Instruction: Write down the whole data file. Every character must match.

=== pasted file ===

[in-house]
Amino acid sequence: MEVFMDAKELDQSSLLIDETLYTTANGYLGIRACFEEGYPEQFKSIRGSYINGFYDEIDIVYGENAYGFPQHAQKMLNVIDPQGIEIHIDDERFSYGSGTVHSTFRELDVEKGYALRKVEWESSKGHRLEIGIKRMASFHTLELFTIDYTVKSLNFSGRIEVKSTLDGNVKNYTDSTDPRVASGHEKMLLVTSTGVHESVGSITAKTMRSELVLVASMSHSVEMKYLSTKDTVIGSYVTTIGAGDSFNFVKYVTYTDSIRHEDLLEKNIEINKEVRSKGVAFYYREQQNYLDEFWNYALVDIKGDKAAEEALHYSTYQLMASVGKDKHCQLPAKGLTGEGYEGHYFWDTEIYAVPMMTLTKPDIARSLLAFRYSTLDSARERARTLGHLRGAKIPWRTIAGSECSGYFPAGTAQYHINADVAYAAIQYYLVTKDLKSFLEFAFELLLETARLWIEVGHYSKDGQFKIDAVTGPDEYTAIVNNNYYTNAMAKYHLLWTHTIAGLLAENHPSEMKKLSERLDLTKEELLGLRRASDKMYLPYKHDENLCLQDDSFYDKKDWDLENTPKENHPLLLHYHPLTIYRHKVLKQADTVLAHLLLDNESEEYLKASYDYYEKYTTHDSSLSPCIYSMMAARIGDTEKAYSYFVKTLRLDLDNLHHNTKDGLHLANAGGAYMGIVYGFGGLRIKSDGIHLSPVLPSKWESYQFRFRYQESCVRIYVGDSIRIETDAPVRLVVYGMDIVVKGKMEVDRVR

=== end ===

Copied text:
[in-house]
Amino acid sequence: MEVFMDAKELDQSSLLIDETLYTTANGYLGIRACFEEGYPEQFKSIRGSYINGFYDEIDIVYGENAYGFPQHAQKMLNVIDPQGIEIHIDDERFSYGSGTVHSTFRELDVEKGYALRKVEWESSKGHRLEIGIKRMASFHTLELFTIDYTVKSLNFSGRIEVKSTLDGNVKNYTDSTDPRVASGHEKMLLVTSTGVHESVGSITAKTMRSELVLVASMSHSVEMKYLSTKDTVIGSYVTTIGAGDSFNFVKYVTYTDSIRHEDLLEKNIEINKEVRSKGVAFYYREQQNYLDEFWNYALVDIKGDKAAEEALHYSTYQLMASVGKDKHCQLPAKGLTGEGYEGHYFWDTEIYAVPMMTLTKPDIARSLLAFRYSTLDSARERARTLGHLRGAKIPWRTIAGSECSGYFPAGTAQYHINADVAYAAIQYYLVTKDLKSFLEFAFELLLETARLWIEVGHYSKDGQFKIDAVTGPDEYTAIVNNNYYTNAMAKYHLLWTHTIAGLLAENHPSEMKKLSERLDLTKEELLGLRRASDKMYLPYKHDENLCLQDDSFYDKKDWDLENTPKENHPLLLHYHPLTIYRHKVLKQADTVLAHLLLDNESEEYLKASYDYYEKYTTHDSSLSPCIYSMMAARIGDTEKAYSYFVKTLRLDLDNLHHNTKDGLHLANAGGAYMGIVYGFGGLRIKSDGIHLSPVLPSKWESYQFRFRYQESCVRIYVGDSIRIETDAPVRLVVYGMDIVVKGKMEVDRVR